'My House in Umbria’: a slice of the bel paese from an unreliable narrator

Do writers see the world through the lens of a potential story? Do they see other people through the lens of a potential character, perhaps guessing at the inner lives of their fellow passengers while riding a train? Would a writer in a first class train carriage to Milan, for example, observe a young couple sitting across the way and speculate about the the nature of their relationship, going so far as to imagine how they might have met and arguments they might have had? If that writer is anything like the narrator of William Trevor’s novel ‘My house in Umbria’, this is just what they’d do.   

The narrator of ‘My house in Umbria’, a former madam, now writer and hostess of a not-quite-b&b, not-quite-pensione in the countryside near Siena, calls herself Mrs. Delahunty but, as she tells us early on, that’s just one of many names she’s gone by. She’s honest, therefore, about her dishonesty. Early on, Mrs. Delahunty, or Emily (apparently her real name), is the victim of a likely terrorist bombing in a first class train carriage. As she lies in the hospital, she recalls the details of the bombing along with bits and pieces of other significant moments in her life. From this jumbled mess we quickly identify that despite the now-peaceful, even privileged life Emily leads, she has emerged from the darkness of exploitation and abuse. And if her preoccupation with the past is anything to go by, she hasn’t truly escaped.  

If she ever did try to forget, we can imagine that Quinty, her faithful manservant, would be more than happy to remind her. It was Quinty, ironically, who delivered her from her former life, which was going nowhere, and from an occupation that was slowly destroying her to a new home in a new country with a new identity and the discovery of a hidden talent: dreaming up other lives in other places as a writer of romance novels. Emily’s imagination has clearly been a great blessing, and yet it’s just the thing that makes her untrustworthy. We, as readers, can’t rely on her version of events to be any more than that: her version. This is true of any narrator, but in most cases the reader believes him or her to be telling the truth, while with Emily the truth comes to us through the reactions and responses of other, apparently more reliable characters.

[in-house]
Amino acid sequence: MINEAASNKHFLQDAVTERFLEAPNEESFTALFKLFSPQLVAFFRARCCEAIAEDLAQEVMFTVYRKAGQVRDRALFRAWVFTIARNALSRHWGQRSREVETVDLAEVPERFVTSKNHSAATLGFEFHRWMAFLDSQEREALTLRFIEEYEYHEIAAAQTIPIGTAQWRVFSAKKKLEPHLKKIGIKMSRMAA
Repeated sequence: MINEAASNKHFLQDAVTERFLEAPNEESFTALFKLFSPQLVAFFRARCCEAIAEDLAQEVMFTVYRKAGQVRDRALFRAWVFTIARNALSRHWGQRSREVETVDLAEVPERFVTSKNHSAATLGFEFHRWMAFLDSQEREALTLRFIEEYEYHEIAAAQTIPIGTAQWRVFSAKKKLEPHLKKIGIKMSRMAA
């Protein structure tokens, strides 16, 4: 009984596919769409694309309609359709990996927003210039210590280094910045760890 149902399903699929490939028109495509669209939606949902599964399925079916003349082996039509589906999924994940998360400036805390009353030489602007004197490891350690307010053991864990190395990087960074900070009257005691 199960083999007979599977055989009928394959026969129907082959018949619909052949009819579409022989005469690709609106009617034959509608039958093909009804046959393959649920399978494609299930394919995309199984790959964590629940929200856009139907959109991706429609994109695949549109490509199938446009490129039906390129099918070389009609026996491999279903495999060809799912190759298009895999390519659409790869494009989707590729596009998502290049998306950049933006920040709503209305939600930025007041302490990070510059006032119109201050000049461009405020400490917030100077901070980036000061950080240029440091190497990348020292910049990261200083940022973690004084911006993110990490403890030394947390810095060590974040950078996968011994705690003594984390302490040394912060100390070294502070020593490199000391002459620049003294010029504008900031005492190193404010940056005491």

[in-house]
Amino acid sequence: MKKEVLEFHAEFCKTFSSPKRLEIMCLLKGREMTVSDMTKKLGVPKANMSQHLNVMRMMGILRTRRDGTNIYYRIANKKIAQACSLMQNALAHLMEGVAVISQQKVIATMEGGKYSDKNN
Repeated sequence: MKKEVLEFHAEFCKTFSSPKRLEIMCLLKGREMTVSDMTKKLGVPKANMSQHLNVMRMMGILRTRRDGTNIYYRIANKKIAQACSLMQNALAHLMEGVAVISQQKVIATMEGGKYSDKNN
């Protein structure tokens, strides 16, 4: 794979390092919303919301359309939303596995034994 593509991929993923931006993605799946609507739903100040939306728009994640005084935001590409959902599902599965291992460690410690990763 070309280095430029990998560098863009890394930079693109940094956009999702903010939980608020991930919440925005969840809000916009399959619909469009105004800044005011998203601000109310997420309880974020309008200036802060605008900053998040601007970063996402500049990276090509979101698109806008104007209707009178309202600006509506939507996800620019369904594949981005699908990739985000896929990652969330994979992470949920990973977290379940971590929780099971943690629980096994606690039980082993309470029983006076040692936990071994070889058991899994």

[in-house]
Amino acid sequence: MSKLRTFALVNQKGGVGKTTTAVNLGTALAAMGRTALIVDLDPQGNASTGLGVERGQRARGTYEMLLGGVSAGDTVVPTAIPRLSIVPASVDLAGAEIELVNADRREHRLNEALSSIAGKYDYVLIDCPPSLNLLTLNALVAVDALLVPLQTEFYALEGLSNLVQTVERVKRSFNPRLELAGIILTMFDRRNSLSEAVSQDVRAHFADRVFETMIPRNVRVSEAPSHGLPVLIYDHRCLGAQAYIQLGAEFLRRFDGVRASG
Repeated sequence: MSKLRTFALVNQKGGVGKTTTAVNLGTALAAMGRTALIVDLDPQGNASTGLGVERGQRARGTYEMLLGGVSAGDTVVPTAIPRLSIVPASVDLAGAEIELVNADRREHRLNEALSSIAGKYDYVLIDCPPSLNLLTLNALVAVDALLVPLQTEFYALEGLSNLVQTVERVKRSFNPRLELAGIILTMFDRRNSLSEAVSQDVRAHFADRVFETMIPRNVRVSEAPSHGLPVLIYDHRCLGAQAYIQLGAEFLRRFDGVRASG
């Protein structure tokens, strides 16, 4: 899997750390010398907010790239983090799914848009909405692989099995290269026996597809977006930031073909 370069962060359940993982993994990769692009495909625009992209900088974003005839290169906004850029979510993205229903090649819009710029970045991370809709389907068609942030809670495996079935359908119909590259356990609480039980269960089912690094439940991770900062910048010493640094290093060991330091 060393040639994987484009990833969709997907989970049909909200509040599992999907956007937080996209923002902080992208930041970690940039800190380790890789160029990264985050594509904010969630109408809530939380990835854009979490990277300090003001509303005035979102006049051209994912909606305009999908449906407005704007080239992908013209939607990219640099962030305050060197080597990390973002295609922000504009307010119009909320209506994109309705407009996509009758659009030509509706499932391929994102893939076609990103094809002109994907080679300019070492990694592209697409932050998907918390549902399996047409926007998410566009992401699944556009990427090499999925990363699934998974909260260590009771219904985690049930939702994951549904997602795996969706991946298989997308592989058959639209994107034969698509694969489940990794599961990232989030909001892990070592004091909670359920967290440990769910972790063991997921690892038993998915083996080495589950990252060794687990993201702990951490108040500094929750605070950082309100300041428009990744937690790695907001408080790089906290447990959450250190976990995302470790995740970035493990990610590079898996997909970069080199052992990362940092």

‘My House in Umbria’ isn’t a light romp through the gorgeous Italian countryside in which it’s set, and it isn’t peppered with stock characters, romance, and loving descriptions of food. Yet it does transport the reader to an old villa in a bucolic setting in the Italian countryside where the guests, Emily’s fellow passengers and bomb victims, grieve all they lost in what Emily refers to as ‘the outrage’: a young German man mourns his fiance, an elderly English general grieves the loss of his daughter, and a young American girl, a child who lost both her parents and older brother in the bombing, lingers between shock and clarity, silence and tentative conversation.

Emily believes something—some compelling narrative, perhaps—is emerging from their shared tragedy. Might she discover an answer to the puzzle of who set the bomb off, and why?  Might she determine what is the purpose of their shared convalescence, their bonding after a tragedy? Or will the writer’s block plaguing her since the attack send her mind off to weaving imagined stories for the very real people around her?